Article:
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Pancreatic Cancer

Definition

Pancreatic cancer is the growth of cancer cells in the pancreas. The pancreas is a long, flattened pear-shaped organ in the abdomen. It makes digestive enzymes and hormones including insulin.

Cancer occurs when cells in the body divide without control or order. If cells keep dividing uncontrollably, a mass of tissue forms. This is called a growth or tumor. The term cancer refers to malignant tumors. They can invade nearby tissue and spread to other parts of the body.

A graphic depicting the outline of a woman on the left highlighting the pancreas underlying the stomach and on the right side a closer cut away view of the pancreas underlying the stomach with the spleen, liver and colon also highlighted
Copyright © Nucleus Medical Media, Inc.

Risk Factors

Factors that increase your risk of developing pancreatic cancer include:

  • Age: 40 or older
  • Sex: male
  • Smoking and using smokeless tobacco (eg, chewing tobacco)
  • Alcohol abuse
  • Diabetes
  • Chronic pancreatitis, hereditary pancreatitis, family nonpolyposis colon cancer syndrome
  • Family or personal history of certain types of colon polyps or colon cancer
  • Family history of pancreatic cancer (especially in Ashkenazi Jews with BRCA2 [breast cancer associated]) gene
  • High-fat diet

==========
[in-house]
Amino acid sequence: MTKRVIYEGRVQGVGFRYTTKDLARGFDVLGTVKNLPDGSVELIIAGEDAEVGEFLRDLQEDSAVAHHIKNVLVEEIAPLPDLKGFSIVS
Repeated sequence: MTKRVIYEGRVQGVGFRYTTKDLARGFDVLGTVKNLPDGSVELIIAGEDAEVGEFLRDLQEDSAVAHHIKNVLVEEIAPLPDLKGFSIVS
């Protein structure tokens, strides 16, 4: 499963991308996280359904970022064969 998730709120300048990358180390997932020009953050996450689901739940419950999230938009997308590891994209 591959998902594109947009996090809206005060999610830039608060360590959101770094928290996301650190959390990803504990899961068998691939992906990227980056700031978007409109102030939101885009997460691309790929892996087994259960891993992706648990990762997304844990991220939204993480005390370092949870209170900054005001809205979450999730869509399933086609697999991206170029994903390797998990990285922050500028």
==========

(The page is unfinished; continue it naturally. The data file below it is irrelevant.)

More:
• Being overweight or obese

Symptoms

Symptoms will vary depending on the location and size of the tumor. Symptoms include:

  • Nausea
  • Loss of appetite
  • Unexplained weight loss
  • Pain
  • Jaundice
  • Weakness, dizziness, chills, muscle spasms, diarrhea (especially if the cancer involves the islet cells that make insulin and other hormones)

Diagnosis   

Test may include:

  • Upper gastrointestinal (GI) series
  • Computed tomography (CT) scan 
  • Magnetic resonance imaging (MRI) scan 
  • Ultrasonography
  • Endoscopic retrograde cholangiopancreatography (ERCP) 
  • Percutaneous transhepatic cholangiography (PTC)
  • Angiography 
  • Biopsy 

Treatment    

Treatments for pancreatic cancer depend on the stage of the cancer. Treatments include:

  • Surgery
  • Radiation Therapy
  • Chemotherapy  
  • Biological Therapy  
  • Combined Modality Therapy

Prevention  

Ways to reduce risk:

  • Quitting smoking
  • Reducing how much alcohol you drink or not drinking any alcohol
  • Losing weight if you are overweight
  • Eating a healthy diet
  • Taking steps to prevent getting diabetes (eg, diet and exercise)
  • Avoiding exposure to cancer-causing agents (eg, if you work in the petroleum or dry-cleaning industries)

 

Content was created using EBSCO’s Health Library. Edits to original content made by Rector and Visitors of the University of Virginia. This information is not a substitute for professional medical advice.